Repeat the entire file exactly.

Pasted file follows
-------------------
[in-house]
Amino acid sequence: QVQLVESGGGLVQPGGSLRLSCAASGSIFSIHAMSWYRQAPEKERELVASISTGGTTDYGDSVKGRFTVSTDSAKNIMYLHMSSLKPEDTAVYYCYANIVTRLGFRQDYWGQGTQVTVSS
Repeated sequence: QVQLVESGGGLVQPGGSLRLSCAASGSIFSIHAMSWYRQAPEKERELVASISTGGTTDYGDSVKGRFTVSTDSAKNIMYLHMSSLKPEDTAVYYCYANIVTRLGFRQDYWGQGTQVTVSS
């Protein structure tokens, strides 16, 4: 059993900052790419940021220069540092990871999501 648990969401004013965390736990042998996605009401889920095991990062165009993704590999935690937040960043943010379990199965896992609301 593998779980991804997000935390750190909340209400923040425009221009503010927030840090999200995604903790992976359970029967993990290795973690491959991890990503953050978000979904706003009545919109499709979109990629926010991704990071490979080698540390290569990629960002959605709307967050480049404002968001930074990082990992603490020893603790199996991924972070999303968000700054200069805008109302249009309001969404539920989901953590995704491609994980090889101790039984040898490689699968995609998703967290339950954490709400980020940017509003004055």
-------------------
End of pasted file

[in-house]
Amino acid sequence: QVQLVESGGGLVQPGGSLRLSCAASGSIFSIHAMSWYRQAPEKERELVASISTGGTTDYGDSVKGRFTVSTDSAKNIMYLHMSSLKPEDTAVYYCYANIVTRLGFRQDYWGQGTQVTVSS
Repeated sequence: QVQLVESGGGLVQPGGSLRLSCAASGSIFSIHAMSWYRQAPEKERELVASISTGGTTDYGDSVKGRFTVSTDSAKNIMYLHMSSLKPEDTAVYYCYANIVTRLGFRQDYWGQGTQVTVSS
């Protein structure tokens, strides 16, 4: 059993900052790419940021220069540092990871999501 648990969401004013965390736990042998996605009401889920095991990062165009993704590999935690937040960043943010379990199965896992609301 593998779980991804997000935390750190909340209400923040425009221009503010927030840090999200995604903790992976359970029967993990290795973690491959991890990503953050978000979904706003009545919109499709979109990629926010991704990071490979080698540390290569990629960002959605709307967050480049404002968001930074990082990992603490020893603790199996991924972070999303968000700054200069805008109302249009309001969404539920989901953590995704491609994980090889101790039984040898490689699968995609998703967290339950954490709400980020940017509003004055």